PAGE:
Picture order count (POC) is widely used in video coding standards to identify a display order of a picture. Although there are cases in which two pictures within one coded video sequence may have the same POC value, this typically does not happen within a coded video sequence. When multiple coded video sequences are present in a bitstream, pictures with a same value of POC may be closer to each other in terms of decoding order. POC values of pictures are typically used for reference picture list construction, derivation of reference picture set as in HEVC, and motion vector scaling.
In HEVC, the largest coding unit in a slice is called a coding tree block (CTB). A CTB contains a quad-tree, nodes of which are coding units. The size of a CTB can range from 16×16 pixels to 64×64 pixels in the HEVC main profile (although technically 8×8 CTB sizes can be supported). A coding unit (CU) could be the same size of a CTB, and as small as 8×8 pixels. Each coding unit may be coded with one mode. When a CU is inter coded, it may be further partitioned into two or more prediction units (PUs), or become just one PU when further partition does not apply. When two PUs are present in one CU, they can be half size rectangles or two rectangle size with ¼ or ¾ size of the CU. When the CU is inter coded, one set of motion information is present for each PU. In addition, each PU is coded with a unique inter-prediction mode to derive the set of motion information. In HEVC, the smallest PU sizes are 8×4 and 4×8.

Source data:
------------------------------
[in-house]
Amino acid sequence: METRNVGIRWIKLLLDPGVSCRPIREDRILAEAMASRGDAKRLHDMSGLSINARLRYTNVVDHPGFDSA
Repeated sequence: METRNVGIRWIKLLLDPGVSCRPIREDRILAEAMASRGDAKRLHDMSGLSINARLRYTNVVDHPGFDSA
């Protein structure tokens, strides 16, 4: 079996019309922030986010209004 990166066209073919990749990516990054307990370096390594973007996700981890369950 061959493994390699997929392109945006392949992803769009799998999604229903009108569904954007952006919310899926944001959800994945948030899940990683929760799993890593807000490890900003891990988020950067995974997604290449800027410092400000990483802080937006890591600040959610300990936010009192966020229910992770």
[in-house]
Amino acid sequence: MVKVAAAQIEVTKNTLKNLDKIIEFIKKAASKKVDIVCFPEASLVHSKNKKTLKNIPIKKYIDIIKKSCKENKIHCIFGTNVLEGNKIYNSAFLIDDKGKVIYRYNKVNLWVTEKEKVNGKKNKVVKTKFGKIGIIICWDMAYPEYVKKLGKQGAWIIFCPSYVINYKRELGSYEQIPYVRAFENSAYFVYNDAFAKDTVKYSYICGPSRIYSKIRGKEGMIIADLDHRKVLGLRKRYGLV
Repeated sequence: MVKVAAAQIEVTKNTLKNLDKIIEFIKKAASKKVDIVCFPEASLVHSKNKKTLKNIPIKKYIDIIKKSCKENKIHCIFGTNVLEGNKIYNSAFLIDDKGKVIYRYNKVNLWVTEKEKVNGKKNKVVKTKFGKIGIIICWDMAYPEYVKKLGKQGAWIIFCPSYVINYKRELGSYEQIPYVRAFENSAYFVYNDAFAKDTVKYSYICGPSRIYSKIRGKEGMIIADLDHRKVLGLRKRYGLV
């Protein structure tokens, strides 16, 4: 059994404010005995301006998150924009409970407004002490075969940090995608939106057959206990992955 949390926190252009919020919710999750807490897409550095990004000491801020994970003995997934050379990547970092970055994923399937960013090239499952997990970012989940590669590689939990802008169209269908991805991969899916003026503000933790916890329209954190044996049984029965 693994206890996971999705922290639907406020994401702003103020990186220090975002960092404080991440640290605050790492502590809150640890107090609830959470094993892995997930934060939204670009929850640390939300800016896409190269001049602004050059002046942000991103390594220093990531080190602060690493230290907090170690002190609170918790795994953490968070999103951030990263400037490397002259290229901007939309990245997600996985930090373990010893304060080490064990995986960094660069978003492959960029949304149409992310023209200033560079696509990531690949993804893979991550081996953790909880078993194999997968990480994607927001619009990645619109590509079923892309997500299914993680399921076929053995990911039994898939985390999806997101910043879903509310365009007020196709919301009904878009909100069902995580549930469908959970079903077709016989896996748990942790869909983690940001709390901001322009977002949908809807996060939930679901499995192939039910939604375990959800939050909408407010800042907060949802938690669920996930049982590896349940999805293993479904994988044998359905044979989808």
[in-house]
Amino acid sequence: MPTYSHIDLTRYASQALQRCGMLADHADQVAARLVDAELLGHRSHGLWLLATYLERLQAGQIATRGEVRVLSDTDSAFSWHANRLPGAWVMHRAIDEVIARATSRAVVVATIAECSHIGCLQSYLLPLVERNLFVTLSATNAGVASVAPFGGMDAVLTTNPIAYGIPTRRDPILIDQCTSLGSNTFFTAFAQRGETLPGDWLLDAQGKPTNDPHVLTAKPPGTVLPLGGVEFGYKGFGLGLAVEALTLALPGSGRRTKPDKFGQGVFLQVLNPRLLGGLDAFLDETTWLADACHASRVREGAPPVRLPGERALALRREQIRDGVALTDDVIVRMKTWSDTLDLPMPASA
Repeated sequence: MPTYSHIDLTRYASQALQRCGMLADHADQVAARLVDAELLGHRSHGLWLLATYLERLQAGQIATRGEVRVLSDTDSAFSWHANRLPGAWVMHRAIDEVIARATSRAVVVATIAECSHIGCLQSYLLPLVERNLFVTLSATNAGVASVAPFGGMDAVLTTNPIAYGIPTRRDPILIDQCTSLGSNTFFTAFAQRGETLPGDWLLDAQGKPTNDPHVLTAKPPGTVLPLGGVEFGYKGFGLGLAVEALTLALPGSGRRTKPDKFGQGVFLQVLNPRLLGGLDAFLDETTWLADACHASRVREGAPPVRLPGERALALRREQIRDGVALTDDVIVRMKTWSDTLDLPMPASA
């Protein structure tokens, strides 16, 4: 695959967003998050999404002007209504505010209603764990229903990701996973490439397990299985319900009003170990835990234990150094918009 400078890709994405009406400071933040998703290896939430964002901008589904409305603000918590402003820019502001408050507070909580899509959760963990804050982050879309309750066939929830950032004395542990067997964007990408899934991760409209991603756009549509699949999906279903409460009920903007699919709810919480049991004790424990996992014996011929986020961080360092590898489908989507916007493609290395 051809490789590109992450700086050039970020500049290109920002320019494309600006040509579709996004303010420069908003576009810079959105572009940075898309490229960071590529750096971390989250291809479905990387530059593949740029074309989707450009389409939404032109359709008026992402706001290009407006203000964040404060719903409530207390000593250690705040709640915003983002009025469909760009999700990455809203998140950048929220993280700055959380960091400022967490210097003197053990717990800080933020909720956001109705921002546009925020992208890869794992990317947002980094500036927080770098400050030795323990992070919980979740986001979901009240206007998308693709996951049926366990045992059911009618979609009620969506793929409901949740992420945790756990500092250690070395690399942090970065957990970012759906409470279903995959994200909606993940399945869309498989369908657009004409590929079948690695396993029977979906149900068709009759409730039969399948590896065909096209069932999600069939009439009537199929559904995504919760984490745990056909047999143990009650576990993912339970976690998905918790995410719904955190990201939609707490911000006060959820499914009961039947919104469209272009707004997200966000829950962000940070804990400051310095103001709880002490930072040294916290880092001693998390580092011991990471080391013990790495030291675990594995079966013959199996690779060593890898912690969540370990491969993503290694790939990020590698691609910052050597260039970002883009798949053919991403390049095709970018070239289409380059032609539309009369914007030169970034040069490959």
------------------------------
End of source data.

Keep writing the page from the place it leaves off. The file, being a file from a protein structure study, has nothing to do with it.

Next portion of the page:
In HEVC, there are two inter prediction modes, named merge (skip is considered as a special case of merge) and advanced motion vector prediction (AMVP) modes, for a prediction unit (PU). In either AMVP or merge mode, a motion vector (MV) candidate list is maintained for multiple motion vector predictors. The motion vector(s), as well as reference indices in the merge mode, of the current PU are generated by taking one candidate from the MV candidate list.